2. The decorative light as defined in claim 1 characterized in that said enclosure includes a plurality of translucent sides, and said many-faceted reflecting surface being located axially of and closely adjacent said multisided translucent enclosure thereby to distribute the reflected light equitably over the interior surface of said translucent enclosure.

3. The decorative light as defined in claim 2 characterized in that said many-faceted reflecting surface com prises aluminum foil crumpled to provide irregular ridges and valleys arranged randomly over the surfac of said rotary member.

4. The decorative light as defined in claim 1 characterized in that said translucent screen means comprises a shell of translucent material having its surface contoured as a surface of revolution and substantially all areas of which are positioned to be illuminated by said non-repeating ever changing random pattern of overlapping intermixing multicolored images.

5. The decorative light as defined in claim 1 characterized in the provision of means for mounting the same 011 a room ceiling.

References Cited UNITED STATES PATENTS 3,242,330 3/1966 Schoffer 240-10.1

NORTON ANSHER, Primary Examiner R. L. MOSES, Assistant Examiner US. Cl. X.R. 240-78, 84

Patent Citations
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US3242330 *Mar 6, 1963Mar 22, 1966Philips CorpApparatus for producing moving and color-changing decorative lighting effects
Referenced by
Citing PatentFiling datePublication dateApplicantTitle
US3634679 *Jun 19, 1970Jan 11, 1972Michael J KrzystonDecorative lighting apparatus
US3651319 *Sep 14, 1970Mar 21, 1972Raymond H NorrisDisplay device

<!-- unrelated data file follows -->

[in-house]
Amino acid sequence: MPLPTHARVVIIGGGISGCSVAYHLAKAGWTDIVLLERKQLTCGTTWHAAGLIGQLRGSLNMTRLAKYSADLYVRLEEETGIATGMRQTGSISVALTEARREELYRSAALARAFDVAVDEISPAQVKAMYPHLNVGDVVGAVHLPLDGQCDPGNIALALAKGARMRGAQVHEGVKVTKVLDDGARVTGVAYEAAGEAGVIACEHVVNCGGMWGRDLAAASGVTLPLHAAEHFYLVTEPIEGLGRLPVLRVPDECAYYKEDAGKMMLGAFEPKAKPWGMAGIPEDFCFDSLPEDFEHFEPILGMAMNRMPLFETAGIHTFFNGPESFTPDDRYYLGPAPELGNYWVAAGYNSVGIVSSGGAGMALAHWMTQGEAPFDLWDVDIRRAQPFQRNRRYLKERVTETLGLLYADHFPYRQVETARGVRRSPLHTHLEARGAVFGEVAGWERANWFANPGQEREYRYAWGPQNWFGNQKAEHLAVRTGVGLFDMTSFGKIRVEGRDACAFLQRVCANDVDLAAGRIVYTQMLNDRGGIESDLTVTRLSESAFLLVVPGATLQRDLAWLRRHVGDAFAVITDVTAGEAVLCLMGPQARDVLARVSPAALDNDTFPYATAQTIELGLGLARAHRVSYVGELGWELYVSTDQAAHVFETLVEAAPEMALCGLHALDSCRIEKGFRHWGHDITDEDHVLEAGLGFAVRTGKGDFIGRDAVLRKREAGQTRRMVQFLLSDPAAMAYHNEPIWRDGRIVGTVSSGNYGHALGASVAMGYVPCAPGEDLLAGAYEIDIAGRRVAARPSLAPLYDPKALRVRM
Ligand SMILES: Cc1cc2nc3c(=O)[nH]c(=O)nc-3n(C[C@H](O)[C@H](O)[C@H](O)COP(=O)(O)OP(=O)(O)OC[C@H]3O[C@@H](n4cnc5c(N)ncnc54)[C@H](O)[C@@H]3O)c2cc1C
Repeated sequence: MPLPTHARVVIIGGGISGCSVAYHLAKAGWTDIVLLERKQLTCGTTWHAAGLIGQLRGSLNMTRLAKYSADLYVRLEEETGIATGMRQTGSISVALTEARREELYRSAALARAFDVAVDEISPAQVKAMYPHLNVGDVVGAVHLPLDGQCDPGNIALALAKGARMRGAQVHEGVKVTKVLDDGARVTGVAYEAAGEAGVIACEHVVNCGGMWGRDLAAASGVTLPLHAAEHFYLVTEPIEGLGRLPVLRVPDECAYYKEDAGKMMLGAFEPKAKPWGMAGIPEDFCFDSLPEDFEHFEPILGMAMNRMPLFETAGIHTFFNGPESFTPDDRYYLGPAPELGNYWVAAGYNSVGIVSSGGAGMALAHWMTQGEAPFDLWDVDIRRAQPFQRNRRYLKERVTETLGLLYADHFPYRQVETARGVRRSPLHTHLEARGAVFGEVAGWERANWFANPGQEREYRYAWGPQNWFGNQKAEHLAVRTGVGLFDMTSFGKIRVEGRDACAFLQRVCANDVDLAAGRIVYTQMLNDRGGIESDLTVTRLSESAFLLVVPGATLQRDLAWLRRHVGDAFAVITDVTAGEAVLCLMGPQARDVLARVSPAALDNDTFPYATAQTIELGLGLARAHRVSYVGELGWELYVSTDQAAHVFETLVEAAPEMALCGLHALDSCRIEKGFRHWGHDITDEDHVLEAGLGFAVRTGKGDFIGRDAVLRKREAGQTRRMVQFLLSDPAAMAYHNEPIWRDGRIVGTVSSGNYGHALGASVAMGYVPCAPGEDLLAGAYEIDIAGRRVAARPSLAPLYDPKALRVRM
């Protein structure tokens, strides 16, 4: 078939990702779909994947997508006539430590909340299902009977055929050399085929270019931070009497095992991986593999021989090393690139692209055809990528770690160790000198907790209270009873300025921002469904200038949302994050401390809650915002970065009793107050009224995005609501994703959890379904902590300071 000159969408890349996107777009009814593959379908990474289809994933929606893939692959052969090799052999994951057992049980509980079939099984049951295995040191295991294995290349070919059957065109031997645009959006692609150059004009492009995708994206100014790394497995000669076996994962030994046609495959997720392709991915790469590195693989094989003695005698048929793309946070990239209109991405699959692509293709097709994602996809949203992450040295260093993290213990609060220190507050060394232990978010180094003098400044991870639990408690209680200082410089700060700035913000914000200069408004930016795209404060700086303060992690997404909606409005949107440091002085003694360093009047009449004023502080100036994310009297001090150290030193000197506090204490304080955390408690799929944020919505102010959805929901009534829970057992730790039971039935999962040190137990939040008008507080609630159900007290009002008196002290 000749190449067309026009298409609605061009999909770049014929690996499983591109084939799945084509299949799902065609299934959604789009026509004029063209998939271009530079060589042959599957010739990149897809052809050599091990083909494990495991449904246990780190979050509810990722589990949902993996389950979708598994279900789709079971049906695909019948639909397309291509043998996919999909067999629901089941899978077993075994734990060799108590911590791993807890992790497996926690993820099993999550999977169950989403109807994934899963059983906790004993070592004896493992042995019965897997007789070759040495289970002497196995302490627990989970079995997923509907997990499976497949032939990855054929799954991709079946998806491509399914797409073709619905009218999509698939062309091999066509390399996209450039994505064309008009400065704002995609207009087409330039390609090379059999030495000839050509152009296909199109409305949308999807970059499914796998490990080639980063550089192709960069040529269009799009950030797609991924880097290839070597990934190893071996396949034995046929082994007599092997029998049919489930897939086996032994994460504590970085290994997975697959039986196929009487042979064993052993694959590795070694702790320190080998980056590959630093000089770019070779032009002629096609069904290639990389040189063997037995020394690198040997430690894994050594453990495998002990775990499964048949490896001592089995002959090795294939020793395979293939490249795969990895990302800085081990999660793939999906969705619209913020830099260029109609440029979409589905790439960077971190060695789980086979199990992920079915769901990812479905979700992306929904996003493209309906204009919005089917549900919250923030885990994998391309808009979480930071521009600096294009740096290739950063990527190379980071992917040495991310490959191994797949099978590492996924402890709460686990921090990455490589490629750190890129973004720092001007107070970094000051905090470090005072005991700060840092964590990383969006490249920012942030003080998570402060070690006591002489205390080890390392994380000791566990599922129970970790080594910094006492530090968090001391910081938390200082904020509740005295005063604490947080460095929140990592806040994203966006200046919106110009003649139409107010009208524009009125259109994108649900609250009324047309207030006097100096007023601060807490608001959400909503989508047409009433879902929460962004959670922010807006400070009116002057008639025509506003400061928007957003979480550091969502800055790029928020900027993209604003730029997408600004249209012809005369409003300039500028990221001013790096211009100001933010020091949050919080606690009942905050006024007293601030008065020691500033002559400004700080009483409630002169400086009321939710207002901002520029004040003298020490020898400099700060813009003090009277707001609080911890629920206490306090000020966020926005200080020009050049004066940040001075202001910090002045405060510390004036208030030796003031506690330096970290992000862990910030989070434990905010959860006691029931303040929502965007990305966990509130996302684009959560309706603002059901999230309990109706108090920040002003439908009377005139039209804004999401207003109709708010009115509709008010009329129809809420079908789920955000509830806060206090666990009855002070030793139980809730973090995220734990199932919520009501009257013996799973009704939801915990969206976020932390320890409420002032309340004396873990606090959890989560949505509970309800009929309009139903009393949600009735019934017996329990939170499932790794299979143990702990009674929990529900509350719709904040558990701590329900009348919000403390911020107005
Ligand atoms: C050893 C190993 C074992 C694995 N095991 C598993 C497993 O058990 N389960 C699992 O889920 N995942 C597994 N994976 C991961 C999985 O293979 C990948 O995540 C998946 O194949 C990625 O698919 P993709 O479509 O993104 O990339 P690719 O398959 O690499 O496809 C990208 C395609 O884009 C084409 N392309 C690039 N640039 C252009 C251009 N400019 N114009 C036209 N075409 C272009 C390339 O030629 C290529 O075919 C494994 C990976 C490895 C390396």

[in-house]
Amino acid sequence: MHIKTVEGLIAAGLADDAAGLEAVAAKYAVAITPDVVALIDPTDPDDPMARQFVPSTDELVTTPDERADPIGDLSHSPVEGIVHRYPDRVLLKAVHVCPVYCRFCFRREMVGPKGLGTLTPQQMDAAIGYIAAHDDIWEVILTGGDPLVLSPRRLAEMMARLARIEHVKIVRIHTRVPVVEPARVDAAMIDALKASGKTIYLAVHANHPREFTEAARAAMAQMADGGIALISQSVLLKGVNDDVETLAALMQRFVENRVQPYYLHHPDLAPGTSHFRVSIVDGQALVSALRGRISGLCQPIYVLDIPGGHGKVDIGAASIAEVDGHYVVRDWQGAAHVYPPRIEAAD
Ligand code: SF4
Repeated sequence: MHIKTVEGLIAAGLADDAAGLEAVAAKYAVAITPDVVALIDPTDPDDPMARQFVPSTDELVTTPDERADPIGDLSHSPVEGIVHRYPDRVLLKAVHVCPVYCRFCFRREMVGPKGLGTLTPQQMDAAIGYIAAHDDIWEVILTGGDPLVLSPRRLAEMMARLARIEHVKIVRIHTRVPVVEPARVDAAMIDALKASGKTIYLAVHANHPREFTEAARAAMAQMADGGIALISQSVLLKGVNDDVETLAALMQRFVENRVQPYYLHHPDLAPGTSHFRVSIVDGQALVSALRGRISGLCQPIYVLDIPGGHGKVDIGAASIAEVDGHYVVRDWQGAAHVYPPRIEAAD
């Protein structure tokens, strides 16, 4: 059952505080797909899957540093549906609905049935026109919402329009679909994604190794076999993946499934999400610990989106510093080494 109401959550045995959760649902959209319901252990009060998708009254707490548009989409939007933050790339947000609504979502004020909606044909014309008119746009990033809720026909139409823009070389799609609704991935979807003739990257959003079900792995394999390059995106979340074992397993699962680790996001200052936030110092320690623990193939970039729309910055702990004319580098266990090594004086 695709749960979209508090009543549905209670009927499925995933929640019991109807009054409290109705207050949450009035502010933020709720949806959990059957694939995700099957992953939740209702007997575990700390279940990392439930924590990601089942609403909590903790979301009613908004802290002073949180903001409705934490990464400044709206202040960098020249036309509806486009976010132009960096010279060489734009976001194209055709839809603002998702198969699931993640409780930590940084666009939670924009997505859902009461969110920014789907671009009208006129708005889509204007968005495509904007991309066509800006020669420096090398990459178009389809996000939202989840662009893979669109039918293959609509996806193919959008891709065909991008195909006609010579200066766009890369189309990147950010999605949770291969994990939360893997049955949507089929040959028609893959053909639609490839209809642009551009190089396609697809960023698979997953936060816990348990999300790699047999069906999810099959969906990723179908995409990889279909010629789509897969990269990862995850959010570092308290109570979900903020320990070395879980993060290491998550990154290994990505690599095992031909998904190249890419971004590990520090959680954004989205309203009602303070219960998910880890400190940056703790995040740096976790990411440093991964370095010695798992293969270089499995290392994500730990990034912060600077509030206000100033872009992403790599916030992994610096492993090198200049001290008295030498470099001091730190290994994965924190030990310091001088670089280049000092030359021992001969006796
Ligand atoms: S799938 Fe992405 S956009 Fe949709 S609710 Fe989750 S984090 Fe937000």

US3679888 *Aug 27, 1970Jul 25, 1972Earl M ReibackVariable light projection apparatus
US3700880 *Dec 8, 1970Oct 24, 1972Victor S SmithDisplay system
US3755664 *Dec 20, 1971Aug 28, 1973E ReibackApparatus and method for producing refracted color images
US3793755 *Jul 15, 1971Feb 26, 1974W GerschIlluminated display apparatus
US3949350 *Aug 7, 1974Apr 6, 1976Smith Richard DOrnamental lighting device
US4067129 *Oct 28, 1976Jan 10, 1978Trans-World Manufacturing CorporationDisplay apparatus having means for creating a spectral color effect
US4173038 *Aug 30, 1977Oct 30, 1979Kiefer Jeffrey NChanging image light device
US4249331 *Mar 5, 1979Feb 10, 1981Vernon John BDynamic star burst display
US4250537 *May 17, 1979Feb 10, 1981Soundesign CorporationDiscotheque simulating home entertainment system
US4307528 *Jun 4, 1980Dec 29, 1981Trans-World Manufacturing CorporationRotating display
US4345395 *Dec 1, 1980Aug 24, 1982Gloria GrassiMethod and apparatus for producing day-night pictures
US4386916 *Mar 29, 1982Jun 7, 1983Beal George MMental functions complexity model
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US7308768Feb 4, 2005Dec 18, 2007Target Brands, Inc.Lenticular sign
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DE3600209A1 *Jan 7, 1986Jul 9, 1987Michael GrueneckerDevice for illuminating exhibits (showpieces)
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U.S. Classification362/293, 40/431
International ClassificationF21V3/00, F21S10/00, F21V9/00, F21V9/10, F21S10/06
Cooperative ClassificationF21S10/06, F21V3/00, F21V9/10, F21W2131/406
European ClassificationF21V9/10, F21S10/06, F21V3/00